There is a slight downward turn to the cutting edge that accentuates power, which is in contrast to most hawks where the edge is parallel to the handle. As a result, the cutting edge engages and shears more effectively after impact. This is one reason why the Knight Hawk isn’t head heavy like many hawks, yet can outchop many of them. 

This translates to extended use without wearing you out. By the same token, being agile in hand suits it for tasks few hawks are adept at, such as whittling and making fuzz sticks.

The spike is the shortest one of all the hawks tested, though that does not mean it is the least effective. Resembling a fat knife blade rather than a true spike, it sports a semi-sharpened edge at the bottom. The spine tapers down slightly but leaves more than enough material for tip strength and to withstand heavy penetration strikes. 

The Knight Hawk is practically bulletproof, devastatingly effective, and a pleasure to use. It comes in a choice of three Cerakote® color options: Savage Steel , OD Green, and Desert Tan. 

Tactical Knight Hawk Specs
Blade Material
: 80CRV2
Overall Length: 14.5 inches
Edge Length: 2.875 inches
Weight: 23 ounces
Handle Material: G-10
MSRP: $525

Cold Steel War Hawk

Measuring 19 inches overall, the Cold Steel War Hawk features a head of drop-forged 1055 carbon steel for toughness and a textured polypropylene handle. The partial tang is inset into the handle and secured by two large bolts, and you can replace it easily should it break. 

The wide, bearded axe head excels at chopping and cutting. The tang area just behind the head has a few finger grooves for choking up for whittling or more precise cuts. The double-ground spike has a distinctive tanto-ish shape for maximum penetration and power. The spike is ground on top and bottom to remove material for enhanced penetration.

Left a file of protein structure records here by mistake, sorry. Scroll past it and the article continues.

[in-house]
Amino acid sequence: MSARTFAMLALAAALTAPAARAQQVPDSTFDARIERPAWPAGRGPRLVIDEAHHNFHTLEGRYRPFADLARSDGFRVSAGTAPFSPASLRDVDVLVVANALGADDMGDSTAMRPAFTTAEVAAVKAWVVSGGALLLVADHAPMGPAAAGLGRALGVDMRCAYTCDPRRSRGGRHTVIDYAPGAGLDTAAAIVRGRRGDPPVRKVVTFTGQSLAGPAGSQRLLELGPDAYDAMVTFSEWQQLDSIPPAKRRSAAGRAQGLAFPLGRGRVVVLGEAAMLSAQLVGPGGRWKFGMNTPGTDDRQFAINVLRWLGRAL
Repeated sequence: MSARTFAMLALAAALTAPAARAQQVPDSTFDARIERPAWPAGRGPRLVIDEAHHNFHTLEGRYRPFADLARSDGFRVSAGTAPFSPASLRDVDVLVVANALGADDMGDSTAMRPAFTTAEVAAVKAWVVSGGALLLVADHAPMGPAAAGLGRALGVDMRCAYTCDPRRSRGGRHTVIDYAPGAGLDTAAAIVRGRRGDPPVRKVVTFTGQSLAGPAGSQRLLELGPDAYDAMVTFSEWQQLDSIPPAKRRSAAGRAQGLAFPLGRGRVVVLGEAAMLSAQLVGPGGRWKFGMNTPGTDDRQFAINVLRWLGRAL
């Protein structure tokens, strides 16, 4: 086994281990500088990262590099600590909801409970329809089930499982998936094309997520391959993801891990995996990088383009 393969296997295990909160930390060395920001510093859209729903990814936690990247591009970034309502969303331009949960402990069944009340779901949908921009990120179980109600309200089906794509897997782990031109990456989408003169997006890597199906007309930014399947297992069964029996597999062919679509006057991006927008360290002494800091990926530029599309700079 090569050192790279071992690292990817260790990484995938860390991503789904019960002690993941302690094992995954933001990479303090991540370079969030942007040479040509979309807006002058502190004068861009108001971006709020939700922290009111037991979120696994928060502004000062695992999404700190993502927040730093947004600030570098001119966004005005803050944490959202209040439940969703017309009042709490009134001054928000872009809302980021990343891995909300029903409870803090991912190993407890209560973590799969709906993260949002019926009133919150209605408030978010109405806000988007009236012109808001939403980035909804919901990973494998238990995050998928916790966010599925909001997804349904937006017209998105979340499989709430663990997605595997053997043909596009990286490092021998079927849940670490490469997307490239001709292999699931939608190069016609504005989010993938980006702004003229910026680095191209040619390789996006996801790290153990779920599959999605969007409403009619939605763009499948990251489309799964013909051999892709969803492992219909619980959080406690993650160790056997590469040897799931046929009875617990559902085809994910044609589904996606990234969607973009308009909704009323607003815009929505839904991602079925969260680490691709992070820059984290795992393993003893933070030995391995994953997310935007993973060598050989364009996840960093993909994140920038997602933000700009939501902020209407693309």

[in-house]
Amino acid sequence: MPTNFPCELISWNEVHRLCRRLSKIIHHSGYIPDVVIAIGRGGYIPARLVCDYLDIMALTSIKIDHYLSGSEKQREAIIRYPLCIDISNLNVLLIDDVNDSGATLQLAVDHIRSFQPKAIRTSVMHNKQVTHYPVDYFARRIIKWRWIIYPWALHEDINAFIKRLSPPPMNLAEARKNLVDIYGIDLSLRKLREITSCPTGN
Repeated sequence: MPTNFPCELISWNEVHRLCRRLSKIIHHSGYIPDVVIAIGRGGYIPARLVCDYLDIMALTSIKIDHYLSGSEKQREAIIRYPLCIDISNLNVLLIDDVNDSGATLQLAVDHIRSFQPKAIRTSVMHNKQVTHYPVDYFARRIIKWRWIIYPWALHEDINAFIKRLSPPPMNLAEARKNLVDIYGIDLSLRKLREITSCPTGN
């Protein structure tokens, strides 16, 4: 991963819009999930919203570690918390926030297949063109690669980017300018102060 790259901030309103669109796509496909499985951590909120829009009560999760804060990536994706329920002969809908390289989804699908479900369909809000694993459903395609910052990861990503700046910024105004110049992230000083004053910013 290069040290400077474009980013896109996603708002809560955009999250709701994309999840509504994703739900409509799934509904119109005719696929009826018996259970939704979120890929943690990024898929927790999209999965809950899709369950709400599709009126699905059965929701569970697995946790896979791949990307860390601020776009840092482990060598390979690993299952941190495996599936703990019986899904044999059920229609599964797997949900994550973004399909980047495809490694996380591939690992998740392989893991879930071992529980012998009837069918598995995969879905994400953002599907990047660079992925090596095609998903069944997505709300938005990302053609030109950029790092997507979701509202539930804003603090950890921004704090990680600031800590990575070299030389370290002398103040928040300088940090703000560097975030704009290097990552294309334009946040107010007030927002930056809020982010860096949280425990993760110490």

The handle is comfortable, and the texturing promotes good grip traction in various conditions. The sheath is a clever double-articulated design that encases most of the head. The sheath has two pivots—one at the spike end, the other at the beard end. The sheath is secure and doesn’t fall off. The only negative is there is no belt-attachment provision. Consequently, the War Hawk is ideal for storing in your truck for camping expeditions.

With the tanto-tip-beveled spike, the War Hawk had great penetration through plywood. In order for it to be an effective chopping/breaching tool, there must be zero flex in the handle. If Cold Steel went to a hickory wood handle it would improve the War Hawk’s performance. As is, it might make a great throwing tomahawk. 

War Hawk Specs
Blade Material: 1055 Carbon Steel
Overall Length: 19 inches
Edge Length: 3 inches
Weight: 29.5 ounces
Handle Material: Polypropylene
MSRP: $71.99

SOG Survival Hawk

SOG Survival Hawk
The spike of the SOG Survival Hawk works well and achieved good penetration into plywood.

 A little over a foot long, the Survival Hawk is compact enough to tote around while camping. The head is cast from 2Cr carbon steel with a cutting edge of 3 inches and a distinctive spike on the opposite end. The spike is not only designed for penetration, but the slot can be used to pull nails or bend wire. When held in the icepick grip with the head pointed toward the ground, the Survival Hawk can be employed as a hammer.